Guns, horror and the same old story

This story was written shortly after the Pulse shooting, but in many ways is even more relevant today than it was back then. Enjoy.

Sometimes I’m glad that I live in Australia.

Not that the rest of the world is terrible and Australia is so fantastic, but there are some times when it’s good to live in this country. Sometimes, you hear news that smashes the fragile image you have of the world, and before the shards hit the floor it’s comforting to know that they are far away and can’t hurt you.

Early Sunday morning, a man murdered 50 people, and injured 50 more, in a gay nightclub in Orlando. The shockwave is still spreading. The worst mass shooting incident in American history, an attack on the very safest place for the queer community; the echoes of this tragedy will be heard for years to come.

I’m not going to write about the awful violation that this attack has caused. There are already any number of heartfelt and powerful articles detailing how this attack on the queer community has taken a huge toll, how the safest spaces are now suspect, and how the fear has spread like a plague.

What I’m here to do is talk about guns.

Sometimes, there’s nothing funny to say

In the wake of the Port Arthur shooting, 20 years ago the Australian government pushed through a series of reforms that restricted access to firearms, as well as introducing one of the biggest gun buyback schemes ever which reduced the number of guns in Australia by nearly 1 million.

In the years since, research has demonstrated these laws effective, with a massive reduction in gun deaths since they came into effect. More than 50%. In the last 5 years alone, that is more than 1000 lives saved. Suicides rates have plummeted; an almost 80% reduction in firearm suicides with very little concomitant rise in other forms. Australia now has one of the lowest gun homicide rates in the world (27 times lower than that of the US). And to add to all of this, another major victory that cannot be stressed enough;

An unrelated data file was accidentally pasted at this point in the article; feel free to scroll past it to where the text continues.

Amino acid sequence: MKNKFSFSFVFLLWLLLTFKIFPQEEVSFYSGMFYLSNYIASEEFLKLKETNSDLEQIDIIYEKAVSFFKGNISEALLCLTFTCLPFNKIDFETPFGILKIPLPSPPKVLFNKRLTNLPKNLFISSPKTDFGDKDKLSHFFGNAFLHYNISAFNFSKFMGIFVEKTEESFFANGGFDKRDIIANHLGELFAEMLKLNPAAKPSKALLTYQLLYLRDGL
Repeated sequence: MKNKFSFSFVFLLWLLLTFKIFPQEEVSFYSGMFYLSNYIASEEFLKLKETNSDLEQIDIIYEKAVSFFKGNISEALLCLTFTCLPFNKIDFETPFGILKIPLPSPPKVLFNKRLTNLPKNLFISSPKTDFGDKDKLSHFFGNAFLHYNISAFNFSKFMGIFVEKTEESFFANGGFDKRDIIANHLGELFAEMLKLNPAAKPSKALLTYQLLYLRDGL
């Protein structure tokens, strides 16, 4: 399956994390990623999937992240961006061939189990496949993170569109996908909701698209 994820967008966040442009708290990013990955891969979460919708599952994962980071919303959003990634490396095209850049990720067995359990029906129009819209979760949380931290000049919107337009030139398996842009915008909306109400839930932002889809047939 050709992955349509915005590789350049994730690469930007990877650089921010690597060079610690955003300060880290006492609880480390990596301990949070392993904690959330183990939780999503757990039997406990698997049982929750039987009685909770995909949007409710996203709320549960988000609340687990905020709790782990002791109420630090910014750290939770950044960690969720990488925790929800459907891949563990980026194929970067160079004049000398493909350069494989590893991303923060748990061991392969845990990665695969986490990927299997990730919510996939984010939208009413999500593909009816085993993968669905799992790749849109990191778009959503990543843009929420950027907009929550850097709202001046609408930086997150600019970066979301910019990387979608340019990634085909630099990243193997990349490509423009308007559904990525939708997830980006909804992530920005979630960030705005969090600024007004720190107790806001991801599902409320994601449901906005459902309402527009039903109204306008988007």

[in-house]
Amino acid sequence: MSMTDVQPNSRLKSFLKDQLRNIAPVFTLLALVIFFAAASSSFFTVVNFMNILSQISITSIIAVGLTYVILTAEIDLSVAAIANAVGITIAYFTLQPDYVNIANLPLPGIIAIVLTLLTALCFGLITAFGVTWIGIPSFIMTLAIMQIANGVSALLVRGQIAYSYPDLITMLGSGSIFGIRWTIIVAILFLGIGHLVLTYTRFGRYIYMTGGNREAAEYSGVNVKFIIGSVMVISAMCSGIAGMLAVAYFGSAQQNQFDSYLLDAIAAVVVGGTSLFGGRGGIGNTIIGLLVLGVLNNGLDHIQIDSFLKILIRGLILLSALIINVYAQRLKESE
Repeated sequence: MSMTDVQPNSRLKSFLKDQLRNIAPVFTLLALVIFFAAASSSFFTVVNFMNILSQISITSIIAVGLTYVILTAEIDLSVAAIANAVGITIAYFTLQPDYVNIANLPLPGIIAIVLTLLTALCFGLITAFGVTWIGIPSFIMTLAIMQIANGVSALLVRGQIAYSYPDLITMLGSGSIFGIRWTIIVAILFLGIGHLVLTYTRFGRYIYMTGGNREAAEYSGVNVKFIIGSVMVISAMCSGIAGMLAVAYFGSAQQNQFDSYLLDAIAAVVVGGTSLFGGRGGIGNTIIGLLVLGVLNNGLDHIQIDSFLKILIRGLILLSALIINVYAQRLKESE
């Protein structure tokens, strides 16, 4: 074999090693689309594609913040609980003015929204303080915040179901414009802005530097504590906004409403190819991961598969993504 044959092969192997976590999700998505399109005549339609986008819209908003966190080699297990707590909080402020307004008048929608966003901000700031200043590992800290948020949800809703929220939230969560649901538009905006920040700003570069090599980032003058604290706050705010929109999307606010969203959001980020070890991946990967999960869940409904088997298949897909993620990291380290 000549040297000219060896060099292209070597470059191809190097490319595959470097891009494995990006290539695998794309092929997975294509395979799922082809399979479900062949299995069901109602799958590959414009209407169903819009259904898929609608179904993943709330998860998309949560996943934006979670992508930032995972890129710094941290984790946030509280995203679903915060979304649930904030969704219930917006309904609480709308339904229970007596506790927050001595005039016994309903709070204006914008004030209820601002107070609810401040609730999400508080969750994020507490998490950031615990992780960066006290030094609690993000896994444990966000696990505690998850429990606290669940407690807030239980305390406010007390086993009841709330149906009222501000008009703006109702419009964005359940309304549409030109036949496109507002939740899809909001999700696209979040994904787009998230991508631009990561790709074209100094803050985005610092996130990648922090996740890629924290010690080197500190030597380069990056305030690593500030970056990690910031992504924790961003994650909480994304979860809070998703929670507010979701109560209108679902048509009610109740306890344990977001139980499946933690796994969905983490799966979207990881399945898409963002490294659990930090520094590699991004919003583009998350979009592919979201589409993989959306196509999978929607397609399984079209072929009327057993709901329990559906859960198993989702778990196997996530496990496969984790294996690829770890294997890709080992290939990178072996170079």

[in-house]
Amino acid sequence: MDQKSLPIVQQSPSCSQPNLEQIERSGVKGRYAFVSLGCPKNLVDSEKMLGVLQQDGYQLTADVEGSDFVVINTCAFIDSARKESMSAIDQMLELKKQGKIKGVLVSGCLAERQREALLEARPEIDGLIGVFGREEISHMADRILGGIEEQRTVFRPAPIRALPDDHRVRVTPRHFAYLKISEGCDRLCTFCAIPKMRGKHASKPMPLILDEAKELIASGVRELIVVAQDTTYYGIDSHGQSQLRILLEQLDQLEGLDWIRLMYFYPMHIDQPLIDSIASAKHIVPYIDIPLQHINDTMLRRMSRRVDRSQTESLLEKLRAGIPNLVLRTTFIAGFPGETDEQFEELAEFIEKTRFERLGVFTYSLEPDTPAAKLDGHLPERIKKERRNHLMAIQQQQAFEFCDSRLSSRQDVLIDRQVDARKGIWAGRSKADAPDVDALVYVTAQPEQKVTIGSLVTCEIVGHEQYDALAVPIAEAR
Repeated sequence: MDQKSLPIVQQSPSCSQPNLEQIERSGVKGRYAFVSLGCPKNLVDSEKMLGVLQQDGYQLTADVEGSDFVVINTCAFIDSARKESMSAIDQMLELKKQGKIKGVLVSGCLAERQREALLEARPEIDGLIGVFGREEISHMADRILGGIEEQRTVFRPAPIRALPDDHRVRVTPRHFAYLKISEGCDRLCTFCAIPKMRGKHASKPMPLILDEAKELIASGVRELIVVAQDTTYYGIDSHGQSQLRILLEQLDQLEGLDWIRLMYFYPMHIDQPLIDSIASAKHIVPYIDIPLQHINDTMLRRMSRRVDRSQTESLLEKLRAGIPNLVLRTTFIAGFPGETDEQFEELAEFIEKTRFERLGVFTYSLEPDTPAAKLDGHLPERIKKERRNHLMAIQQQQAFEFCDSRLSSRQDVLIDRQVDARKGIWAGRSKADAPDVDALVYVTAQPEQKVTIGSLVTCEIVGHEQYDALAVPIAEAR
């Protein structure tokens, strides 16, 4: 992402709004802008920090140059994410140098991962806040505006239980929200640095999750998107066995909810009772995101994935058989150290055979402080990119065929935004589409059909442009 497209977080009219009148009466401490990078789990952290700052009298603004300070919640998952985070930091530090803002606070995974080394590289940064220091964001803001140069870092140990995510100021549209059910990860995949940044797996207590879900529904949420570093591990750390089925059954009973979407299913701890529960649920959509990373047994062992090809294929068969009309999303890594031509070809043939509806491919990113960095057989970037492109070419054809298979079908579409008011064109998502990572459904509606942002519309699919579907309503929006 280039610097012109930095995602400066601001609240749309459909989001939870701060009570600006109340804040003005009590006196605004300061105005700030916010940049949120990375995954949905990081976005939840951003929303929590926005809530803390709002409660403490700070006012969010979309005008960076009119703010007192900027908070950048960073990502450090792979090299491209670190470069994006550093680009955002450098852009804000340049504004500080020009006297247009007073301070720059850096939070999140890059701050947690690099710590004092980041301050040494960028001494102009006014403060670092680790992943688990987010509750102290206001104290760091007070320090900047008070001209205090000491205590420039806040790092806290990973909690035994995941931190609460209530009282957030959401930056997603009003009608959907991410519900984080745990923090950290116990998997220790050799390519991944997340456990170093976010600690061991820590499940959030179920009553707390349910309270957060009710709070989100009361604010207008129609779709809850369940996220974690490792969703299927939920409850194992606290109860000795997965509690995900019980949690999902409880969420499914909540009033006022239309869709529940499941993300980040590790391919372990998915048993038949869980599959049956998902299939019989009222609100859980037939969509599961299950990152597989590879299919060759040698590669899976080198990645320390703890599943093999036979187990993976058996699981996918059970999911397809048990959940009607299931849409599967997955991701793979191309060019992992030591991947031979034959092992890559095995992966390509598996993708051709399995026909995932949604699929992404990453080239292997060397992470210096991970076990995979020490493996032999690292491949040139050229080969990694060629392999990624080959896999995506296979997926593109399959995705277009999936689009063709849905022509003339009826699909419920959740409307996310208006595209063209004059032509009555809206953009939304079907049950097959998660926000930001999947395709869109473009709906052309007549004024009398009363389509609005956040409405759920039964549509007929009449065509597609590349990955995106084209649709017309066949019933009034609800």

Australia got rid of its mass shootings.

This is something that can’t just be explained away by lack of access. As a nation, Australians took action and changed the way that we look at firearms, with the result being that not once since Port Arthur has a young man (they are almost exclusively young men) who is feeling disenfranchised and depressed purchased a gun and ammunition and gone on a killing spree.


Perhaps ironically, there is no magic bullet to the problem of guns. The argument tends to fly back and forth between culture and legislation; if you don’t change one the other will never work. But what the Australian experience shows is that you can change both at the same time. There is already excellent research demonstrating that simple, commonsense gun legislation could reduce the number of deaths in America by up to 90%. And when I say commonsense, I mean enforceable background checks for the purchase of guns and ammunition, and national identification for guns, which would make American guns less legislated than cars. The saddest part is that these simple measures, which are supported by a majority of Americans, would’ve denied access to a firearm not just to the Pulse shooter, but to almost every mass shooter.

This is before we talk about more restrictive policies that we have in Australia, such as strict restrictions on the type of weapons you can purchase, or even stricter provisions on how they must be kept. There’s also a very good argument for simply reducing the number of guns in the country; higher numbers of guns are associated with more gun deaths.

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Ultimately, this story is about more than just guns. Having access to a gun didn’t drive the shooter to homophobic slaughter. There is no doubt that the factors behind his decision to murder so many people were the same ones that allow homophobia to run rampant through our society. It would be irresponsible to ignore that this attack was targeted at the queer community, and they are the ones feeling the impact most harshly.


There are plenty of homophobes in Australia too (including some in our senate), and yet there have been no mass shootings here. Whilst the culture is no less poisonous towards anyone different, people have fewer options to take such a blood-strewn path. Gun legislation won’t stop abuse. It won’t change everything. But evidence shows that it will save lives. It’s saved quite a few here.

And that’s why sometimes, it’s comforting to live in Australia.

Also, we have these cute bastards

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